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  1. #1
    Join Date
    Aug 2009
    Posts
    633

    Great Allegheny Passage trip report

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    It took only five years for me to finally get around to this after first having the idea, but I rode the Great Allegheny Passage (GAP) from Pittsburgh to Cumberland with a friend this past week, so here's (some of) my story...

    First, the packing was very much like my packing for the C&O, and I found it helpful to reread that and use the packing list I'd written up (in Excel) for that trip and to send it to my friend, who had never done a multi-day self-supported tour before.


    STATS


    I'm a slow rider and am having knee issues, so the pace was not fast overall.

    Day 1: miles 51.22, avg 8.9 MPH, time 5:43
    Day 2: miles 45.61, avg 8.9 MPH, time 5:08
    Day 3: miles 34.93, avg 8.1 MPH, time 4:16
    Day 4: miles 32.99, avg 11.0 MPH, time 2:59

    Overall speed was 9.1 MPH; total miles (slightly more than total of mileage listed above) was 165.13.


    ITINERARY


    The ride started at Point State Park on Monday (Mile 150), and finished at Mile 0 in Cumberland on Thursday.

    Day 1: Pittsburgh (Wyndham Grand Hotel) to Perryopolis (The Inn at Lenora's)
    Day 2: Perryopolis to Confluence (Paddler's Lane)
    Day 3: Confluence to Meyersdale (Morguen Toole)
    Day 4: Meyersdale to Cumberland (Fairfield Inn)


    BOTTOM LINE


    Worthwhile! Fun! And whatever other people say, the GAP is NOT without some hills (in first 20 miles), and is NOT shaded all, nor even most, of the way. I don't have the knees nor gears for hills -- even bitty ones are hard for me -- and I'd owe someone somewhere some substantial money for the Bad Words Jar if I hadn't kept all (well, most) (okay, some) of my swearing under my breath (because I didn't have the breath to say these out loud).


    SORDID AND OTHER DETAILS


    Sunday
    I picked up my friend's bike a few days before our departure. I'd had a new bike rack in my shed for a couple of years and finally brought it out, trying it first with just my bike as I rode earlier this month, and then with both bikes on it. Worked well, so had the bikes on that Sunday morning when I picked up my friend in Virginia (I live in Maryland) for the drive to Cumberland, where we would leave my car.

    A few miles later, we heard a horrible CLUNK from the back of my car; we both immediately looked at the bikes to make sure there were still two on the car, and though both were still there, they were not where I'd put them; they were suspiciously, frighteningly, terribly lower than they had been. Fortunately, there was an exit immediately by us (for the CIA), and I took the exit and, within view of the gates to the complex where the road widened to allow a shoulder, stopped the car. We tore out of our seats and stared at the mess hanging from the trunk of my car, trying to make sense of it, and then undid bungees (thank goodness we'd used them for extra measure!) and gingerly untangled and inspected the bikes. They were okay! Yay!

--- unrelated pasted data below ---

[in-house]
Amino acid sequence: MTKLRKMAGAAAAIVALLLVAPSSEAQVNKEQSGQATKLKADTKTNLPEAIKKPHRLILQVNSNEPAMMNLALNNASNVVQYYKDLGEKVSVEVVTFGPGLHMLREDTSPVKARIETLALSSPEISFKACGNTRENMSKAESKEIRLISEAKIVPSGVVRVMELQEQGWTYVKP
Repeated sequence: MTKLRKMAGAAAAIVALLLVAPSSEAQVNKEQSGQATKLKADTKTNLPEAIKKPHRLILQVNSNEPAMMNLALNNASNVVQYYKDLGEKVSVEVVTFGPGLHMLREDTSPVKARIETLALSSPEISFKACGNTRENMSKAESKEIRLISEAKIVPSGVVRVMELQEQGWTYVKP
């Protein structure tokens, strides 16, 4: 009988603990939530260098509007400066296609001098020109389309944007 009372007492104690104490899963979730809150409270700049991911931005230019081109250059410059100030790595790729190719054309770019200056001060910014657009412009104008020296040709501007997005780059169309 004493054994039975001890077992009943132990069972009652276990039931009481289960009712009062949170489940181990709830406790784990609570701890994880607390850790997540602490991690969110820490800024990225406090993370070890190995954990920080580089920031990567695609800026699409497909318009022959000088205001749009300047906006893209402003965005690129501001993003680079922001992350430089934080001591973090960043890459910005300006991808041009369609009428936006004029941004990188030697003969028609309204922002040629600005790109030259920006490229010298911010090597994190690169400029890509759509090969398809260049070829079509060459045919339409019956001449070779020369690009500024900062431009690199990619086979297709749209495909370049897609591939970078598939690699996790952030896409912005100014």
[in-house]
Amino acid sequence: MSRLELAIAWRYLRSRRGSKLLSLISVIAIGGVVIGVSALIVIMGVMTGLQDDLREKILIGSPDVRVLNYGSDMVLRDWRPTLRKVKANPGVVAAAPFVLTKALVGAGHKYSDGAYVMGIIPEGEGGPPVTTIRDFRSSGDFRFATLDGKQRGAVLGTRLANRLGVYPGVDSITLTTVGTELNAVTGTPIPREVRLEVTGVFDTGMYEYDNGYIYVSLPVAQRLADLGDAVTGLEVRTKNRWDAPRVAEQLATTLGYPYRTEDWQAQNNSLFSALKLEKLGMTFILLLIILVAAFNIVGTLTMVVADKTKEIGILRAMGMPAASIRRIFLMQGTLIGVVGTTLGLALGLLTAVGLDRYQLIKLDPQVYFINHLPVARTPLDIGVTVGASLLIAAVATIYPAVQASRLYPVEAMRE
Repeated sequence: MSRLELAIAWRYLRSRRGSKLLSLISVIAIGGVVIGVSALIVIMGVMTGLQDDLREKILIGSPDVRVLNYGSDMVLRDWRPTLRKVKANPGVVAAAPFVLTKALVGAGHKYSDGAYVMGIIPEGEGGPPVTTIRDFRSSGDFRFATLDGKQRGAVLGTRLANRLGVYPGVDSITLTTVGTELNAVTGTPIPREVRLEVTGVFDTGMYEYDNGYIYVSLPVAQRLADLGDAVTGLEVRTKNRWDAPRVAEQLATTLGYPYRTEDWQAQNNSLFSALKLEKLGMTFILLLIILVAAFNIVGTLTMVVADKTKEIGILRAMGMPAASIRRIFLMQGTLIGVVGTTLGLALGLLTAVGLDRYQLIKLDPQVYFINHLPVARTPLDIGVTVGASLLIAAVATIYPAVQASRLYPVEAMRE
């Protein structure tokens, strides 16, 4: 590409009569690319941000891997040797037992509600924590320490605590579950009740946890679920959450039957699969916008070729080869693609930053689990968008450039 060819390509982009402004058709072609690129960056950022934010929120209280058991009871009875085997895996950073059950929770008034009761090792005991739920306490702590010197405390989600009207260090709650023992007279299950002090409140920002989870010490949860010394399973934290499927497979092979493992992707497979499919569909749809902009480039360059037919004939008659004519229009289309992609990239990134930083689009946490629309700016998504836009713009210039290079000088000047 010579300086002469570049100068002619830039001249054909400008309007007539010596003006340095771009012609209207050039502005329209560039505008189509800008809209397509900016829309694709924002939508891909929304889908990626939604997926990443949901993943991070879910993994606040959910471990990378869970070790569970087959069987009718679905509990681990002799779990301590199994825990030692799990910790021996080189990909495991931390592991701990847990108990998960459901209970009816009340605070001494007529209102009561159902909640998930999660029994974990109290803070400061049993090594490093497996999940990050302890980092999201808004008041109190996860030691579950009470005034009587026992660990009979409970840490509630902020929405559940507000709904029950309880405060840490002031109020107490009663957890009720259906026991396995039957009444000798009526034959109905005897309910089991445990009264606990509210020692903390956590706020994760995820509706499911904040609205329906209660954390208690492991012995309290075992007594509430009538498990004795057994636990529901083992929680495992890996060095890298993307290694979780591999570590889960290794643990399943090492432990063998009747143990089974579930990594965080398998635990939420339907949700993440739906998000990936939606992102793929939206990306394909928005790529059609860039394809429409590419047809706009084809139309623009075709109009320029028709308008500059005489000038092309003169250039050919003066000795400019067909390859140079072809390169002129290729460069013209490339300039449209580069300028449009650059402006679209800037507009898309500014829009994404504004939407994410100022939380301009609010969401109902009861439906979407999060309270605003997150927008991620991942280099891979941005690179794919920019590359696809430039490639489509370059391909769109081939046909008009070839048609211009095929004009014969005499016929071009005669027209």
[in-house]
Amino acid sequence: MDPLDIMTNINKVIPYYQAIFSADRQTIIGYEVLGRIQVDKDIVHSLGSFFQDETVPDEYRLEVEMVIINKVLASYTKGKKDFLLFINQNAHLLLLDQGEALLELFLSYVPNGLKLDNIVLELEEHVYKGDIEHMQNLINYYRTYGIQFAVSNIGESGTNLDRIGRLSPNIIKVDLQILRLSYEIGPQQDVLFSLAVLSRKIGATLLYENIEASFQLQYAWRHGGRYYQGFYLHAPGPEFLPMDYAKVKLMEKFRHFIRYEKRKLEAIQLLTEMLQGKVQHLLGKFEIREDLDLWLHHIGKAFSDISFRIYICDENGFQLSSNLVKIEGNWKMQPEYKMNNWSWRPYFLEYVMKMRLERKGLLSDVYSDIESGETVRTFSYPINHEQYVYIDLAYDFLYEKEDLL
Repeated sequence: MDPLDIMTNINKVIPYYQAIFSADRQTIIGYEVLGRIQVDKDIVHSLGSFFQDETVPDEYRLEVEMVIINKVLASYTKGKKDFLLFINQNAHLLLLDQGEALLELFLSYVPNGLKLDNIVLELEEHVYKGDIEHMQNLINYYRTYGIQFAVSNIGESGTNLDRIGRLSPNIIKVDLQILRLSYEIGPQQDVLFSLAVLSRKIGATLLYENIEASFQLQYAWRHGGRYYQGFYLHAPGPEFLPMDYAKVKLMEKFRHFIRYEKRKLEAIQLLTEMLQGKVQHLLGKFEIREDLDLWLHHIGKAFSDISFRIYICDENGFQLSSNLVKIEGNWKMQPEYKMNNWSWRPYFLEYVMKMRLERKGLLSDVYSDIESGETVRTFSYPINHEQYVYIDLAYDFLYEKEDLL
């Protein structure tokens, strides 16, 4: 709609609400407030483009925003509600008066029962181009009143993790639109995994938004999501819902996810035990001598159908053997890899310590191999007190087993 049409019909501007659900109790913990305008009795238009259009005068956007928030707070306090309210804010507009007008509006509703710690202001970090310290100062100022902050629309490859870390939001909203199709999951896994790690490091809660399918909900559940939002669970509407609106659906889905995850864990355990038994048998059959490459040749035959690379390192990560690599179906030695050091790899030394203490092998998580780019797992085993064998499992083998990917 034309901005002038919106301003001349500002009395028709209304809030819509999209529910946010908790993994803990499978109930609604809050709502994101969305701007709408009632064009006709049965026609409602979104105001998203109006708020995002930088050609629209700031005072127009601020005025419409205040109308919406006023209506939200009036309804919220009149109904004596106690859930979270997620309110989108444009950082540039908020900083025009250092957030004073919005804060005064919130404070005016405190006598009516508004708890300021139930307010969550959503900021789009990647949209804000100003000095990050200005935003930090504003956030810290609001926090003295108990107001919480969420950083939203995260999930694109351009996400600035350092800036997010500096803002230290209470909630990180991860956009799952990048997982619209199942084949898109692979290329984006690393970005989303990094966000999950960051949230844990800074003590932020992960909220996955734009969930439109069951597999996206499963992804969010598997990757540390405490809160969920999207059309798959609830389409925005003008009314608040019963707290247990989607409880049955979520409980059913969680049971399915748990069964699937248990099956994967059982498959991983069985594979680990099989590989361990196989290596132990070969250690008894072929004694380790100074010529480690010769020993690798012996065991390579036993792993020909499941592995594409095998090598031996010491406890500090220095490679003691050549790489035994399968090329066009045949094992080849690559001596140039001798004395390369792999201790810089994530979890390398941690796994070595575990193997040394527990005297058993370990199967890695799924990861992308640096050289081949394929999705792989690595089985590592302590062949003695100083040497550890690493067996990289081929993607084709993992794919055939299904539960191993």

The bike rack had simply collapsed; the mechanism to keep the folding rack open had been jostled -- just normal road bounce -- and the pins keeping it in place had worked their way loose, so BAM!

    So we took that rack off, I opened the trunk, and pulled out my trusty 11-year-old $20 bike rack, which has transported these plus an additional bike in the past. Yay! We loaded up and just about the time we were done, security showed up; we were about ready to mosey on anyway so off we went.

    The rest of the drive was uneventful; we got to Cumberland in plenty of time to check in at Cumberland Trail Connections, where we'd hired shuttle service to get us to Pittsburgh, have lunch, put the car where it needed to be... I had time to pick out a new handlebar bag, too.

    We had fun talking with Chris, our shuttle driver; once we got to Pittsburgh, it was check in, get dinner, walk around Point State Park to find where the trail ends, and enjoy the evening sky. Click image for larger version. 

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    Monday
    As Monday's travel was our longest mileage, at 48 miles on the trail itself, we wanted to try to leave by 7:30. We had breakfast at the hotel, which would have been uneventful if the bowl of oatmeal I'd been holding hadn't flipped out of my hand, dumping most of the oatmeal into a bowl of pecans (but fortunately missing the brown sugar, raisins, etc. also set out) and shattering the bowl into a bazillion pieces around me. Nothing like a little early morning mortification.

    We eventually got loaded up and out the door, biked down to the point, and then started our journey. Click image for larger version.